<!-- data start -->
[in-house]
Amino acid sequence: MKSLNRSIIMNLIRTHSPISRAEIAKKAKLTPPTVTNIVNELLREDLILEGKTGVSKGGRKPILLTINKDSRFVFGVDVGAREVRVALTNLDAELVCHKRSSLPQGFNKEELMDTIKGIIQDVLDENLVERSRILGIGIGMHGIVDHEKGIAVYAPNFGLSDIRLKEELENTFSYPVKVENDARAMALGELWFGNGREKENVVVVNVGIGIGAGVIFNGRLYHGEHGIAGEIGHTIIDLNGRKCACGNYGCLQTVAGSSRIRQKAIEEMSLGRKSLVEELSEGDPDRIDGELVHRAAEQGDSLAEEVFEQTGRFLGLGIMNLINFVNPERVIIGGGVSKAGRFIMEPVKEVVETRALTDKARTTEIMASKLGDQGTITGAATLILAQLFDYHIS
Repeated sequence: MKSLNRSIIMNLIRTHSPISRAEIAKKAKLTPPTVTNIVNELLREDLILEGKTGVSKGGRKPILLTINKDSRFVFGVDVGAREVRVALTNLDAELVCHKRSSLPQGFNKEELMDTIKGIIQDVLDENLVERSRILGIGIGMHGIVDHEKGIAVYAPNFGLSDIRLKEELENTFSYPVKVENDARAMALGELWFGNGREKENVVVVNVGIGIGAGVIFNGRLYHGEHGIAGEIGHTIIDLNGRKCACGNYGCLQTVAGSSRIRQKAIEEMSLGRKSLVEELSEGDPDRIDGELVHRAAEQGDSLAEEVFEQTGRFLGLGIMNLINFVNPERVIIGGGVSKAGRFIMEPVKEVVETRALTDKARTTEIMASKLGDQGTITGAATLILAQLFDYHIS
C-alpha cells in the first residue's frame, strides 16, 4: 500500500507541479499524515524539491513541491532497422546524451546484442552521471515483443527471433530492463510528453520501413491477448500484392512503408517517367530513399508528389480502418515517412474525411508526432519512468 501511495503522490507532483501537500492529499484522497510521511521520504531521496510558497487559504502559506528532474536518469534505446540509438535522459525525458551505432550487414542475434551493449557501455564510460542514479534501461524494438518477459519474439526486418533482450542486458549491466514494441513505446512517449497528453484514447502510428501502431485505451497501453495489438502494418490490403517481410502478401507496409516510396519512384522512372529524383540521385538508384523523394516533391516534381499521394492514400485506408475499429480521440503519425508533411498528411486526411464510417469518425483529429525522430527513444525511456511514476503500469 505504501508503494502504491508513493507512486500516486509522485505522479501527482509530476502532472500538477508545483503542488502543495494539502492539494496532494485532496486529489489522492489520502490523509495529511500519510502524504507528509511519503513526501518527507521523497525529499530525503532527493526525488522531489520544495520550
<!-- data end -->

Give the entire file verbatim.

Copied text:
[in-house]
Amino acid sequence: MKSLNRSIIMNLIRTHSPISRAEIAKKAKLTPPTVTNIVNELLREDLILEGKTGVSKGGRKPILLTINKDSRFVFGVDVGAREVRVALTNLDAELVCHKRSSLPQGFNKEELMDTIKGIIQDVLDENLVERSRILGIGIGMHGIVDHEKGIAVYAPNFGLSDIRLKEELENTFSYPVKVENDARAMALGELWFGNGREKENVVVVNVGIGIGAGVIFNGRLYHGEHGIAGEIGHTIIDLNGRKCACGNYGCLQTVAGSSRIRQKAIEEMSLGRKSLVEELSEGDPDRIDGELVHRAAEQGDSLAEEVFEQTGRFLGLGIMNLINFVNPERVIIGGGVSKAGRFIMEPVKEVVETRALTDKARTTEIMASKLGDQGTITGAATLILAQLFDYHIS
Repeated sequence: MKSLNRSIIMNLIRTHSPISRAEIAKKAKLTPPTVTNIVNELLREDLILEGKTGVSKGGRKPILLTINKDSRFVFGVDVGAREVRVALTNLDAELVCHKRSSLPQGFNKEELMDTIKGIIQDVLDENLVERSRILGIGIGMHGIVDHEKGIAVYAPNFGLSDIRLKEELENTFSYPVKVENDARAMALGELWFGNGREKENVVVVNVGIGIGAGVIFNGRLYHGEHGIAGEIGHTIIDLNGRKCACGNYGCLQTVAGSSRIRQKAIEEMSLGRKSLVEELSEGDPDRIDGELVHRAAEQGDSLAEEVFEQTGRFLGLGIMNLINFVNPERVIIGGGVSKAGRFIMEPVKEVVETRALTDKARTTEIMASKLGDQGTITGAATLILAQLFDYHIS
C-alpha cells in the first residue's frame, strides 16, 4: 500500500507541479499524515524539491513541491532497422546524451546484442552521471515483443527471433530492463510528453520501413491477448500484392512503408517517367530513399508528389480502418515517412474525411508526432519512468 501511495503522490507532483501537500492529499484522497510521511521520504531521496510558497487559504502559506528532474536518469534505446540509438535522459525525458551505432550487414542475434551493449557501455564510460542514479534501461524494438518477459519474439526486418533482450542486458549491466514494441513505446512517449497528453484514447502510428501502431485505451497501453495489438502494418490490403517481410502478401507496409516510396519512384522512372529524383540521385538508384523523394516533391516534381499521394492514400485506408475499429480521440503519425508533411498528411486526411464510417469518425483529429525522430527513444525511456511514476503500469 505504501508503494502504491508513493507512486500516486509522485505522479501527482509530476502532472500538477508545483503542488502543495494539502492539494496532494485532496486529489489522492489520502490523509495529511500519510502524504507528509511519503513526501518527507521523497525529499530525503532527493526525488522531489520544495520550